Breaking down fabrics, or artificially ageing them, is often part and parcel of creating costume for film or theatre. I recently created Anglo-Saxon clothing for a short film, made by Urban Apache Films, which needed to be bloodied and muddied as though straight after battle. However, I wanted to retain the Continue reading “Breaking Down Fabrics”
Recently I reproduced Mona Lisa’s clothing for a film by Gardener Creatives for Italian television. The gown was worn by a descendant of Mona Lisa… Continue reading “Mona Lisa”
When we are filming the priority is, obviously, filming. So I don’t always get an opportunity to record the costumes made.Sometimes clothes can be on the screen for seconds that have taken weeks to make, or they may not even be in shot at all… Continue reading “Georgian Dress”
Just occasionally a challenge is thrown in my direction! Recently I costumed a third year Lincoln University film (on a voluntary basis – I do this occasionally), but (as with all barely-funded projects) there can be challenges; last minute changes of cast being one.
Here is a sneak peak at the making of a short museum film on the layers of 18th century dress. It was commissioned by The Lady Lever Art Gallery and made by Crow’s Eye Productions, directed and filmed by Nic Loven. Continue reading “Eighteenth Century Dressing”
As part of our WW1 drama-documentary, William’s Story’, we have followed the story of the Crowder family into the post war years. This necessitated making a 1930’s suit for Grace Crowder and filming her at the home she moved to from Lincolnshire: Sutton Poyntz in Dorset.
We have just completed a WW1 drama documentary ‘William’s Story’ which included a flash-forward to the 1930’s and gave me the opportunity to make some lovely 1930’s children’s clothes. Here are some screen grabs from the shoot.
Occasionally, a crazily short notice request arrives. Philip Stevens of Urban Apache Films had be tasked with making a short film, The Empty Throne, with the Lincoln School of Film and Media. The timing left me just one week to assemble/make costume in time for filming…
During the making of the First World War film, Tell Them of Us, we became aware of just how much women supplemented the basic military uniform by knitting for the men on the front line.
Occasionally I help out with student films, especially if they have already volunteered on one of our projects. In this case the talented producer of Five Specs Productions, Bryony Hooper, had already volunteered to help with a PTSD charity film so in return I supplied costume for their third year final film. Continue reading “Five Specs Productions”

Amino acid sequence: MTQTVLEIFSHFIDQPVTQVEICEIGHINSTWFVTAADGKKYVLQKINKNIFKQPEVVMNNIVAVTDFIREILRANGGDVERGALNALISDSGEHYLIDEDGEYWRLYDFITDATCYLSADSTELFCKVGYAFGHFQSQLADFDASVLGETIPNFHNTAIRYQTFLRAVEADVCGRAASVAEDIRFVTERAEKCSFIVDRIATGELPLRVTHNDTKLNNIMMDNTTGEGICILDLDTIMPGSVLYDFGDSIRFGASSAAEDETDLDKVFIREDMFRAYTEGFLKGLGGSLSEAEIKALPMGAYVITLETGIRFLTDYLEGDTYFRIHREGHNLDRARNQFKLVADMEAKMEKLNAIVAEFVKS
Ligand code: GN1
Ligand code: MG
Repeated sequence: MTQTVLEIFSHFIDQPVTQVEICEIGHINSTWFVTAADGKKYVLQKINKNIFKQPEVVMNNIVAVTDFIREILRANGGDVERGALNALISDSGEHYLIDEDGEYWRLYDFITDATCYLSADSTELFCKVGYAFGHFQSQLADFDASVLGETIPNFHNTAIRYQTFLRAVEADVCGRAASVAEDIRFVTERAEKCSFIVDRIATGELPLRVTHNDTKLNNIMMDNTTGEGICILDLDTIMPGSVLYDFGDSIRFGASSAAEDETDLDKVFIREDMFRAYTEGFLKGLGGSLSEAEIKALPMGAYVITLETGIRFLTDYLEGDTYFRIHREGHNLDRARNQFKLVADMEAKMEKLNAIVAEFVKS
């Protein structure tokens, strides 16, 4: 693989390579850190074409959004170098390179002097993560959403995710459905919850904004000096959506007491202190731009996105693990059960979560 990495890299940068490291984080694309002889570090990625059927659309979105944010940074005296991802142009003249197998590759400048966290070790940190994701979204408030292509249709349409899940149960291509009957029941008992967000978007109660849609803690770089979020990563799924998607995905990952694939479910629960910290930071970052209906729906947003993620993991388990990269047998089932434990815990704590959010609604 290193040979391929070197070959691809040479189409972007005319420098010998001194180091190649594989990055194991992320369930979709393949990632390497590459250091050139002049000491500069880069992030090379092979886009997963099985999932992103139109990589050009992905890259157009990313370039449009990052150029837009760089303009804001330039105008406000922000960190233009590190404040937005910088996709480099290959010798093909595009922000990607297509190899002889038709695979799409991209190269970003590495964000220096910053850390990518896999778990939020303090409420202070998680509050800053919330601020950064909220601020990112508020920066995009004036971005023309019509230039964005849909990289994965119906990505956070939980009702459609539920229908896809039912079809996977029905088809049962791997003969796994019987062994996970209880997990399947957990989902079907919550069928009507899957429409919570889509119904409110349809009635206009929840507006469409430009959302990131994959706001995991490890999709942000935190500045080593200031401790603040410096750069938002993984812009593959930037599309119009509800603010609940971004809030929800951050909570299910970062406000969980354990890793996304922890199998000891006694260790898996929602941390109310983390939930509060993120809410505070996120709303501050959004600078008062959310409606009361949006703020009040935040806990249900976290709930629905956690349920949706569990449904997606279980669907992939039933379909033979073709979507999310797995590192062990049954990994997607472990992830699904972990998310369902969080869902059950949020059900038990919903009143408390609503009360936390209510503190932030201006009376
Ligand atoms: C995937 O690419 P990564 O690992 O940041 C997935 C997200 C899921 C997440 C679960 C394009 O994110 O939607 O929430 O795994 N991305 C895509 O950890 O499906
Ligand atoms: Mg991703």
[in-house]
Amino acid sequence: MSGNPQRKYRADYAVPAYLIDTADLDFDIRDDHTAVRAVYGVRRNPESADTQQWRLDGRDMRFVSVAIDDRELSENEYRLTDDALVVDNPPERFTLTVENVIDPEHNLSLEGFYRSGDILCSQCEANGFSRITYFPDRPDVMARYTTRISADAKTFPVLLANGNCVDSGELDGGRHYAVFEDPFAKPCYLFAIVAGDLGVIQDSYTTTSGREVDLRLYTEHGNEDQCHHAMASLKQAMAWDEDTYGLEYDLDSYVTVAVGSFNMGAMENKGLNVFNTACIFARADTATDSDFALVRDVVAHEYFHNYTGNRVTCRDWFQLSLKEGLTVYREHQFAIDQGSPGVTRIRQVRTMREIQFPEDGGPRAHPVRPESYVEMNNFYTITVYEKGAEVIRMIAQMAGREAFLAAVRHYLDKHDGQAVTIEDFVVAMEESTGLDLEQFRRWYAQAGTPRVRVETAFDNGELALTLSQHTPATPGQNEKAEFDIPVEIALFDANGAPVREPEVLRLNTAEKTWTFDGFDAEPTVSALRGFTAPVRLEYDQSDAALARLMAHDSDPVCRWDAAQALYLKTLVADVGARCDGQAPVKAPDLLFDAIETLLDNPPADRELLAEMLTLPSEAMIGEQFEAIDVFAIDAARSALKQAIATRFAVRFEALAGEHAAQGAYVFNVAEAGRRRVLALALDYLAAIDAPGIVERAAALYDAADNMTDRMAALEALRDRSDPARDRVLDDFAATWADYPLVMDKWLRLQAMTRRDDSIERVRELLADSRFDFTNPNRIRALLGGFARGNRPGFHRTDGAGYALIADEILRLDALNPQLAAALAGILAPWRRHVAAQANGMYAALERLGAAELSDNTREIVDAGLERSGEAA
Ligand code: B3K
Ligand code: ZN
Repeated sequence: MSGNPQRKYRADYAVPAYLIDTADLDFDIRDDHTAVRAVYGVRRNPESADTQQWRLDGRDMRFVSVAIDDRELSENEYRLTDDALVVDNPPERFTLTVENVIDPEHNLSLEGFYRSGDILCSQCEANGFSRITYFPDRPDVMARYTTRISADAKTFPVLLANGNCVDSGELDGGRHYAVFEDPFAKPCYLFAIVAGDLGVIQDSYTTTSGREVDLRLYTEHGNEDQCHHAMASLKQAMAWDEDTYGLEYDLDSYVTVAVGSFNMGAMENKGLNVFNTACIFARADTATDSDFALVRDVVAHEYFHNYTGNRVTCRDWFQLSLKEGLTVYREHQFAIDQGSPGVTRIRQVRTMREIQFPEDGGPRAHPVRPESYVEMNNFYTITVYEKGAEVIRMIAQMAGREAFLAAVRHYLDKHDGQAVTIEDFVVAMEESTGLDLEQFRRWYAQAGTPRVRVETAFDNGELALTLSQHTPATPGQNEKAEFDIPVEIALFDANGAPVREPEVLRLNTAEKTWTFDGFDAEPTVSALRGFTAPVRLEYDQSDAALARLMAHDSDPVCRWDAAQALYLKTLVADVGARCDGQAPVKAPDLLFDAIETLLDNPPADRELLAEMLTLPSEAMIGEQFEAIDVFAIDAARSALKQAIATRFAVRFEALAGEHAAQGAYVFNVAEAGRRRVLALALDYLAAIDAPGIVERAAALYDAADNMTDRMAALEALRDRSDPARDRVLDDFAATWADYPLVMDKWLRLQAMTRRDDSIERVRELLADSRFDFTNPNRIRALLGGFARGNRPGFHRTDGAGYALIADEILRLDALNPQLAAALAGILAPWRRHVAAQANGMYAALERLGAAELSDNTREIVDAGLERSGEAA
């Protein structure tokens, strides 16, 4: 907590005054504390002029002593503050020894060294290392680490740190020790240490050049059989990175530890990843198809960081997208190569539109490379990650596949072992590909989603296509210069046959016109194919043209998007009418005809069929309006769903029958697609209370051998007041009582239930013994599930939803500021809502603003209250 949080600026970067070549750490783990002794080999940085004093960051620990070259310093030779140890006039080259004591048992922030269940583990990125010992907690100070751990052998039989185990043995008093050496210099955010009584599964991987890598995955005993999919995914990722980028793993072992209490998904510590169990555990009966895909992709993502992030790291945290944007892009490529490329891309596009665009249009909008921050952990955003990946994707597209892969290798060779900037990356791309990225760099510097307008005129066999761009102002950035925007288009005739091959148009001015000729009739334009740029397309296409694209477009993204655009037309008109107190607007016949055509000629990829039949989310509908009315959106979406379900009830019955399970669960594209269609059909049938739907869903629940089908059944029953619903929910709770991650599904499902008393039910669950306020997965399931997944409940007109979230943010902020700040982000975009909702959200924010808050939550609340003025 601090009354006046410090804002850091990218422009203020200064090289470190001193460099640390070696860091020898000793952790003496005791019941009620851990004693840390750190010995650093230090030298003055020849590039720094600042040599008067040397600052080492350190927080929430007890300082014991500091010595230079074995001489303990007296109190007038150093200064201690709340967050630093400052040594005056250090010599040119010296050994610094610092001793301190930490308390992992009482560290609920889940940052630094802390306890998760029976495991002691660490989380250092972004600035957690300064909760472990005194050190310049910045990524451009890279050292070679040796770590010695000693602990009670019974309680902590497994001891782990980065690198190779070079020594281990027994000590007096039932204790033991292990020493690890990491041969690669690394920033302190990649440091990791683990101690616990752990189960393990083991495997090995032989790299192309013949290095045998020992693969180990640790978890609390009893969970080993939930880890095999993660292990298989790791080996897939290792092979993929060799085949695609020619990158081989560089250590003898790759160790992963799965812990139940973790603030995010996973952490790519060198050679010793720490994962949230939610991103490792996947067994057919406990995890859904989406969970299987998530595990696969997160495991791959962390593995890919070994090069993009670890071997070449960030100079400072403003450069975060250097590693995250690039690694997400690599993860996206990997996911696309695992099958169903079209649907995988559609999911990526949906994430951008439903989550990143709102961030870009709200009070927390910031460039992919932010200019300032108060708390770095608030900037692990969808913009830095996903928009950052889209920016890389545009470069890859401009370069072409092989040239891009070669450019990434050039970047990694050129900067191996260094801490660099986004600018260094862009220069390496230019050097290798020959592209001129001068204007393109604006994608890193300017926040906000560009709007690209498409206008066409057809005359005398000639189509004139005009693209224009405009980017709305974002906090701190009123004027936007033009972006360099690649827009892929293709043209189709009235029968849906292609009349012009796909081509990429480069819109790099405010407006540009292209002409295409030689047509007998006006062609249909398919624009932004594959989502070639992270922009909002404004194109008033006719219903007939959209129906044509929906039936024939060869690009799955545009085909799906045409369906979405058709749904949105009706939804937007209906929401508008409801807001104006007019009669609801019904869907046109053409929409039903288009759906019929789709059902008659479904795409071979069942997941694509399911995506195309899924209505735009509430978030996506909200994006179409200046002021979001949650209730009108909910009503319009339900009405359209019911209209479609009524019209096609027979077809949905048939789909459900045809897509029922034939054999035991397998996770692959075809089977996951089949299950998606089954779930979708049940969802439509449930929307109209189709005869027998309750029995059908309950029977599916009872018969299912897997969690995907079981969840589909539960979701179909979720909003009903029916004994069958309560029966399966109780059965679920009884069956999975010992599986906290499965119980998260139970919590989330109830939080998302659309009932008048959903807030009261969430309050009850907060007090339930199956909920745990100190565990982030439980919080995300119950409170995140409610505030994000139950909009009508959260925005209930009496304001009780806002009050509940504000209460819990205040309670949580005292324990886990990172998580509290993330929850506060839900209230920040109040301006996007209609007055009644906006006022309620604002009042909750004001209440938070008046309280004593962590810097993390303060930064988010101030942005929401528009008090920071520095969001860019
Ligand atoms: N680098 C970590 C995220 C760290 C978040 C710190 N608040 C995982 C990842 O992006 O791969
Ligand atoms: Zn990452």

‘Tell Them of Us’, WWI Film
Even before the script was written for ‘Tell them of Us’, I spent a year researching and gathering vintage resources to begin creating the costume. The film was to be set in the Lincolnshire village of Thimbleby during WW1. As I worked I became aware of just how much clothing was hand knitted during the period and realised that to only include sewn clothing would have been a distortion… Continue reading “Knitting for the First World War”
In 2009 I was asked to re-create a Tudor gown fit for Queen Catherine Howard, fifth wife of Henry VIII, for display at Gainsborough Old Hall to commemorate Henry and Catherine’s visit made as part of Henry’s Northern Progress in 1541.
Dating patterns can be tricky. Some have a date of printing while others have a patent number or date and yet more no date at all. In many cases dating is down to cross-referencing other material including actual garments and published images to come up with a possible outline.
Making the Lady of Shalott’s gowns for The Lady of Shalott film.
The Lady of Shalott themed paintings by John William Waterhouse provided the visual inspiration for the clothes worn by The Lady of Shalott in our dramatisation.
In the late 1980’s I worked as a volunteer collating the costume collection of the Hollytrees Museum in Colchester. I drew each of the costumes in detail for their information cards (this was in the days before digital cameras and digital data gathering)! So I thought I would occasionally share one of these drawings with you. Sadly, I didn’t make a note of the accession numbers of the gowns, but here is the first: